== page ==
It also seems that Benjamin is very much “immune” to the process of dying and deaths. Well, perhaps this is because he spent most part of his “childhood” life in a nursing home filled only with old folks who were at the doorstep of the end of their life. Nothing indeed was common than the news of death of those residents there. In the beginning, Benjamin thought that he was just one of them, but over the course of time, he felt that there’s something he did not have in common with those folks. He was later convinced that he was not heading towards the destined direction (aging and death), instead he gained more “will” and “energy” to live each day. The tragic death of Captain Mike in a battle with German U-boat and the unusual appearance of Hummingbird in the middle of ocean had somehow changed his understanding towards death. Surrounded by deaths at every corner of his life, he was not very much saddened by the demise of his long-lost biological father, and his beloved foster-mother, Queenie. But I guess we don’t really need a “shower of death” for us to understand life and the inescapability of death, certainly contemplating death meditation as taught by the Buddha does serve as a good tool to achieve that.
The unusual circumstance of Benjamin being aging backwards leaves a significant impact on the people around him. Quoting from a phrase in the movie trailer, “Life can only be understood backward, it must be lived forward”, surely that mirrors the fact that every single experience in our life becomes our real “teacher”. Daisy did earnestly hope to lead a normal life with Benjamin till the end, but eventually realised that she was too old for Benjamin who came back to meet her in a much younger appearance. Similarly in our daily life, we should learn how to let the bygones be bygones. If Daisy chose to cling on to her “good-old-days” with Benjamin, both would suffer. Grasping to the past does not help us to grow, it will only retard us from gaining wisdom in understanding life.
We tend to grasp at a lot of things in our life, from the food we eat to various social achievements in the society. Once, Captain Mike told Benjamin this: “You can be as mad as a mad dog at the way things went. You could swear, curse the fates, but when it comes to the end, you have to let go.” In the Mahādukkhakkhandha Sutta (MN 13), the Buddha rightfully testifies how attachment to sensual pleasures, form and feelings could lead to the downfall of many, and hence the removal or abandonment of desire and lust towards them would therefore lead to the escape of it. Likewise, a person whose beauty we once admire the most, being consumed by age and time, would then appear crooked, wrinkled, and at the end remains just a foul corpse lying lifelessness. But even in the case of Benjamin who is at the reverse, the conditionality of the whole thing works the same: he could not stop himself from growing younger, no one is able to live a normal life with him till the end. Reaching the stage of a pre-teen just hitting puberty, Benjamin could not even escape dementia which has robbed him of his memories, both long and short. No one can ever escape the reality of conditionality, be it the forward or “reverse” direction of aging!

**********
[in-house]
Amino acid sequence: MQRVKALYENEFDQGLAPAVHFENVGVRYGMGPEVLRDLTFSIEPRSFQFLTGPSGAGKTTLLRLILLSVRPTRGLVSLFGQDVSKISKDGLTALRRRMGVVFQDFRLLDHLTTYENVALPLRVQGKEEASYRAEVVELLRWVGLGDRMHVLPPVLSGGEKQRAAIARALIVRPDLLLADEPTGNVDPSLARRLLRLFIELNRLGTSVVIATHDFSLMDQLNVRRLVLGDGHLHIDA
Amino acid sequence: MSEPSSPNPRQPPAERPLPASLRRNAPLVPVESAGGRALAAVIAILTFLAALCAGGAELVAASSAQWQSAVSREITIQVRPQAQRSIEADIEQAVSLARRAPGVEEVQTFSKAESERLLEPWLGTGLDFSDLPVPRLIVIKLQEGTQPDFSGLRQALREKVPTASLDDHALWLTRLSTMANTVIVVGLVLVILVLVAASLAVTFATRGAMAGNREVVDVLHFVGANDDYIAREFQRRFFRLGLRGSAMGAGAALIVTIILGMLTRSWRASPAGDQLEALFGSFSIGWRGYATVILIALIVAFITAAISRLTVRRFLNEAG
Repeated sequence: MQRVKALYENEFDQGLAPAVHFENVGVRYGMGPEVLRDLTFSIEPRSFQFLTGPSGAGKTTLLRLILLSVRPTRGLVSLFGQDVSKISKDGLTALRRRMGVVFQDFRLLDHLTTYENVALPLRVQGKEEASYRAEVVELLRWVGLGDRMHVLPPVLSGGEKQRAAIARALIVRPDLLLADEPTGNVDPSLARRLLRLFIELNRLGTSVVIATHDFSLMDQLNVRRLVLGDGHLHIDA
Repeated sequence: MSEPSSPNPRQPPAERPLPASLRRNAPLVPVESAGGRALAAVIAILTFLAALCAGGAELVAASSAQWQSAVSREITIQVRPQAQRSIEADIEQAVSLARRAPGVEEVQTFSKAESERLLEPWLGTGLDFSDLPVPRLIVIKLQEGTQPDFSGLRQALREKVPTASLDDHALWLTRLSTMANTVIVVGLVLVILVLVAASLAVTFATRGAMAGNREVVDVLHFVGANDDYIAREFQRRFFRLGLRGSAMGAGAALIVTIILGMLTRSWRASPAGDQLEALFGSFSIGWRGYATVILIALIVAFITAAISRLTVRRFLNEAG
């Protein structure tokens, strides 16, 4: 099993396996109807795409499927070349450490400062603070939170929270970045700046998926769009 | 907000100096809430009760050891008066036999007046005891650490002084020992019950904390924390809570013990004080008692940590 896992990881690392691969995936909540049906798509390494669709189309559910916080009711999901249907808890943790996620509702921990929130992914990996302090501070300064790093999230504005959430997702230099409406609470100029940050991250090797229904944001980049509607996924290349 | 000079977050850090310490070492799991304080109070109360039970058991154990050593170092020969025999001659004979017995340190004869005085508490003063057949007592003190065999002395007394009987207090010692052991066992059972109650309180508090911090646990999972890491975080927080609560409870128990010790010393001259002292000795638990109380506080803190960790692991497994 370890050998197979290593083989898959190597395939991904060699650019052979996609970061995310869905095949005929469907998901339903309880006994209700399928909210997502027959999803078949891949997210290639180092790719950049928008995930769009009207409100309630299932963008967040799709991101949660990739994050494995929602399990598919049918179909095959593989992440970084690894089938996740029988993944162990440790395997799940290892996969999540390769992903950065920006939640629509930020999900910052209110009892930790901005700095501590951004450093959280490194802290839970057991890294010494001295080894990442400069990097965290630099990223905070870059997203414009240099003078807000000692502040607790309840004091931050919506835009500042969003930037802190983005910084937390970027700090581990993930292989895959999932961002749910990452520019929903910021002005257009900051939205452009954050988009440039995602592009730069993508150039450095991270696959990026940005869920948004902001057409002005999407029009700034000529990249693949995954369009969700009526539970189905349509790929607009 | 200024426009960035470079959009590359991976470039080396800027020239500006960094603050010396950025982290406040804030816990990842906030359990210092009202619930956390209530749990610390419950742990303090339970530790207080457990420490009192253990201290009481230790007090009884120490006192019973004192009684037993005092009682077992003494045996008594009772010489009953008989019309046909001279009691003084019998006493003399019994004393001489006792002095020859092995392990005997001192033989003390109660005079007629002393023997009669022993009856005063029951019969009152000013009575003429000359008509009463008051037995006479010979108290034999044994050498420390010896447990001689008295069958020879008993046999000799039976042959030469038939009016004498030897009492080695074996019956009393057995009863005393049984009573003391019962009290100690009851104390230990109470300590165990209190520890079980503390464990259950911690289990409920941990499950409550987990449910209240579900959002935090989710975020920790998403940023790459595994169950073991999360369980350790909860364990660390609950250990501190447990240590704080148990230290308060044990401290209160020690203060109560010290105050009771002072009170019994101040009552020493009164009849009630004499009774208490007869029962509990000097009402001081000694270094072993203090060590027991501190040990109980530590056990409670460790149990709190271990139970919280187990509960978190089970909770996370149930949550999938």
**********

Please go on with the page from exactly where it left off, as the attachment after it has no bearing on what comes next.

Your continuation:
Somewhere in the movie, Benjamin remarked to Daisy, “I was thinking how nothing lasts, and what a shame that is.” To which she replies, “Some things last.” As exclaimed in the opening sutta, nothing in this world, as long as they are conditioned, can escape change and decay. But something lasts, something which stands the course of time. It is the everlasting Buddha Dhamma that resonate the timeless message of “All conditioned things are subject to decay…”